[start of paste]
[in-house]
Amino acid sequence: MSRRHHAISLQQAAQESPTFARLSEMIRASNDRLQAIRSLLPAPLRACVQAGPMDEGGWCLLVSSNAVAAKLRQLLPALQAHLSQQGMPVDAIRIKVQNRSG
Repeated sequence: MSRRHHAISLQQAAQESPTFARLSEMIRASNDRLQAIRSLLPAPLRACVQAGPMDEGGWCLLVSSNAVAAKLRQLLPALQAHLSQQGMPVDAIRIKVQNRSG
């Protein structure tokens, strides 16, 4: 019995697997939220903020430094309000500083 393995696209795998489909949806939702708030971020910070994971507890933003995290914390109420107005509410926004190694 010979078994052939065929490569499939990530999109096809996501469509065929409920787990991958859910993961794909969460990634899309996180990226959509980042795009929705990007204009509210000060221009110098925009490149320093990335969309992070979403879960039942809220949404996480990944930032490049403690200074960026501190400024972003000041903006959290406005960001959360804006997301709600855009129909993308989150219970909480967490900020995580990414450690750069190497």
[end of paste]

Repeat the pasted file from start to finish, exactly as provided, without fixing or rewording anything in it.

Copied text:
[in-house]
Amino acid sequence: MSRRHHAISLQQAAQESPTFARLSEMIRASNDRLQAIRSLLPAPLRACVQAGPMDEGGWCLLVSSNAVAAKLRQLLPALQAHLSQQGMPVDAIRIKVQNRSG
Repeated sequence: MSRRHHAISLQQAAQESPTFARLSEMIRASNDRLQAIRSLLPAPLRACVQAGPMDEGGWCLLVSSNAVAAKLRQLLPALQAHLSQQGMPVDAIRIKVQNRSG
């Protein structure tokens, strides 16, 4: 019995697997939220903020430094309000500083 393995696209795998489909949806939702708030971020910070994971507890933003995290914390109420107005509410926004190694 010979078994052939065929490569499939990530999109096809996501469509065929409920787990991958859910993961794909969460990634899309996180990226959509980042795009929705990007204009509210000060221009110098925009490149320093990335969309992070979403879960039942809220949404996480990944930032490049403690200074960026501190400024972003000041903006959290406005960001959360804006997301709600855009129909993308989150219970909480967490900020995580990414450690750069190497």